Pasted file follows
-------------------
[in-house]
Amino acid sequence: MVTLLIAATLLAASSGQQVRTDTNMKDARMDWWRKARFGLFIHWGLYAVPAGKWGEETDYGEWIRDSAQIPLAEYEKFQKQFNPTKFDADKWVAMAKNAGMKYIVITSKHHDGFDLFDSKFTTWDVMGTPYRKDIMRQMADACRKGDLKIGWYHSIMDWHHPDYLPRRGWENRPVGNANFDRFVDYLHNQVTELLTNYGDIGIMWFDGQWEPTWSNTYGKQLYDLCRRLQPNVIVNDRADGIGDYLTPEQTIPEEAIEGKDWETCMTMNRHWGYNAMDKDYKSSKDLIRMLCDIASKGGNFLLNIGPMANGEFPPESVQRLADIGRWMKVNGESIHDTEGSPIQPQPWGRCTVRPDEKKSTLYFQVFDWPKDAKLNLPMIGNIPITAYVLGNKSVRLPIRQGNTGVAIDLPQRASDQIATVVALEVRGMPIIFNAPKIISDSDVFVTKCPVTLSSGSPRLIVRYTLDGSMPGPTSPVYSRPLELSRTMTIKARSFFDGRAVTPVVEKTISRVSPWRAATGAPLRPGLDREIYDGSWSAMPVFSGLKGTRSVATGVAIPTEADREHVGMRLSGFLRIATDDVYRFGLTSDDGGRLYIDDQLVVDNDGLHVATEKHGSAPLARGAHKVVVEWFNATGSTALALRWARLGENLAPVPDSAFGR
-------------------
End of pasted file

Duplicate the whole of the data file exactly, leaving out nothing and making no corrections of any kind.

[in-house]
Amino acid sequence: MVTLLIAATLLAASSGQQVRTDTNMKDARMDWWRKARFGLFIHWGLYAVPAGKWGEETDYGEWIRDSAQIPLAEYEKFQKQFNPTKFDADKWVAMAKNAGMKYIVITSKHHDGFDLFDSKFTTWDVMGTPYRKDIMRQMADACRKGDLKIGWYHSIMDWHHPDYLPRRGWENRPVGNANFDRFVDYLHNQVTELLTNYGDIGIMWFDGQWEPTWSNTYGKQLYDLCRRLQPNVIVNDRADGIGDYLTPEQTIPEEAIEGKDWETCMTMNRHWGYNAMDKDYKSSKDLIRMLCDIASKGGNFLLNIGPMANGEFPPESVQRLADIGRWMKVNGESIHDTEGSPIQPQPWGRCTVRPDEKKSTLYFQVFDWPKDAKLNLPMIGNIPITAYVLGNKSVRLPIRQGNTGVAIDLPQRASDQIATVVALEVRGMPIIFNAPKIISDSDVFVTKCPVTLSSGSPRLIVRYTLDGSMPGPTSPVYSRPLELSRTMTIKARSFFDGRAVTPVVEKTISRVSPWRAATGAPLRPGLDREIYDGSWSAMPVFSGLKGTRSVATGVAIPTEADREHVGMRLSGFLRIATDDVYRFGLTSDDGGRLYIDDQLVVDNDGLHVATEKHGSAPLARGAHKVVVEWFNATGSTALALRWARLGENLAPVPDSAFGR